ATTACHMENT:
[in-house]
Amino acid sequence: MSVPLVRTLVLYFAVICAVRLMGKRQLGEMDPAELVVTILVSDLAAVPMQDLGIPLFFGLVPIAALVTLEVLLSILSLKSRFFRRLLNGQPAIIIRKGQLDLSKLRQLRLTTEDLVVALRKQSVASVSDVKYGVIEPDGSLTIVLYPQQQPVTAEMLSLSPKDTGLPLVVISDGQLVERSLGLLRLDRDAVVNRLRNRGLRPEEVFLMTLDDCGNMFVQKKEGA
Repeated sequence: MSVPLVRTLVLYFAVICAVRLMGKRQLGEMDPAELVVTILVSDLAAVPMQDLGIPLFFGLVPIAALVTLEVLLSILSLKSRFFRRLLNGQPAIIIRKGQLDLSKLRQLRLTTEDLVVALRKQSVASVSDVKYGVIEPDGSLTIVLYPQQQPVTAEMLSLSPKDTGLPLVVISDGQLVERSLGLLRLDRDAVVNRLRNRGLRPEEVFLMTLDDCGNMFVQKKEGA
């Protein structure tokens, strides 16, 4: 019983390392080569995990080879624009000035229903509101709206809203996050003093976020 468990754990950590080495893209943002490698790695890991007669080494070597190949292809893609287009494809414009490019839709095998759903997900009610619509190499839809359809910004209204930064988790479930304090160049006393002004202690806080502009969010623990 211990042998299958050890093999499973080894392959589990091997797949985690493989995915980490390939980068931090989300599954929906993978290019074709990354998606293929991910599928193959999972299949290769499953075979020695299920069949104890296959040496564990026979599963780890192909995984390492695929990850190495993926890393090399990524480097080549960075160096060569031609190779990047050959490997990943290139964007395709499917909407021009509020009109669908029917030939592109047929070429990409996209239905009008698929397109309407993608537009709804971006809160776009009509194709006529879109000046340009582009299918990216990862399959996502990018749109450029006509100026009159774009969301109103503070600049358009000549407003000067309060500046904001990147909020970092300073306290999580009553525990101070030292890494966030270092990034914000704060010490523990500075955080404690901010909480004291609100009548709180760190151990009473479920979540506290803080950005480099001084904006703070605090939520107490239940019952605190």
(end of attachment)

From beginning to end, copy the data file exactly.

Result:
[in-house]
Amino acid sequence: MSVPLVRTLVLYFAVICAVRLMGKRQLGEMDPAELVVTILVSDLAAVPMQDLGIPLFFGLVPIAALVTLEVLLSILSLKSRFFRRLLNGQPAIIIRKGQLDLSKLRQLRLTTEDLVVALRKQSVASVSDVKYGVIEPDGSLTIVLYPQQQPVTAEMLSLSPKDTGLPLVVISDGQLVERSLGLLRLDRDAVVNRLRNRGLRPEEVFLMTLDDCGNMFVQKKEGA
Repeated sequence: MSVPLVRTLVLYFAVICAVRLMGKRQLGEMDPAELVVTILVSDLAAVPMQDLGIPLFFGLVPIAALVTLEVLLSILSLKSRFFRRLLNGQPAIIIRKGQLDLSKLRQLRLTTEDLVVALRKQSVASVSDVKYGVIEPDGSLTIVLYPQQQPVTAEMLSLSPKDTGLPLVVISDGQLVERSLGLLRLDRDAVVNRLRNRGLRPEEVFLMTLDDCGNMFVQKKEGA
């Protein structure tokens, strides 16, 4: 019983390392080569995990080879624009000035229903509101709206809203996050003093976020 468990754990950590080495893209943002490698790695890991007669080494070597190949292809893609287009494809414009490019839709095998759903997900009610619509190499839809359809910004209204930064988790479930304090160049006393002004202690806080502009969010623990 211990042998299958050890093999499973080894392959589990091997797949985690493989995915980490390939980068931090989300599954929906993978290019074709990354998606293929991910599928193959999972299949290769499953075979020695299920069949104890296959040496564990026979599963780890192909995984390492695929990850190495993926890393090399990524480097080549960075160096060569031609190779990047050959490997990943290139964007395709499917909407021009509020009109669908029917030939592109047929070429990409996209239905009008698929397109309407993608537009709804971006809160776009009509194709006529879109000046340009582009299918990216990862399959996502990018749109450029006509100026009159774009969301109103503070600049358009000549407003000067309060500046904001990147909020970092300073306290999580009553525990101070030292890494966030270092990034914000704060010490523990500075955080404690901010909480004291609100009548709180760190151990009473479920979540506290803080950005480099001084904006703070605090939520107490239940019952605190």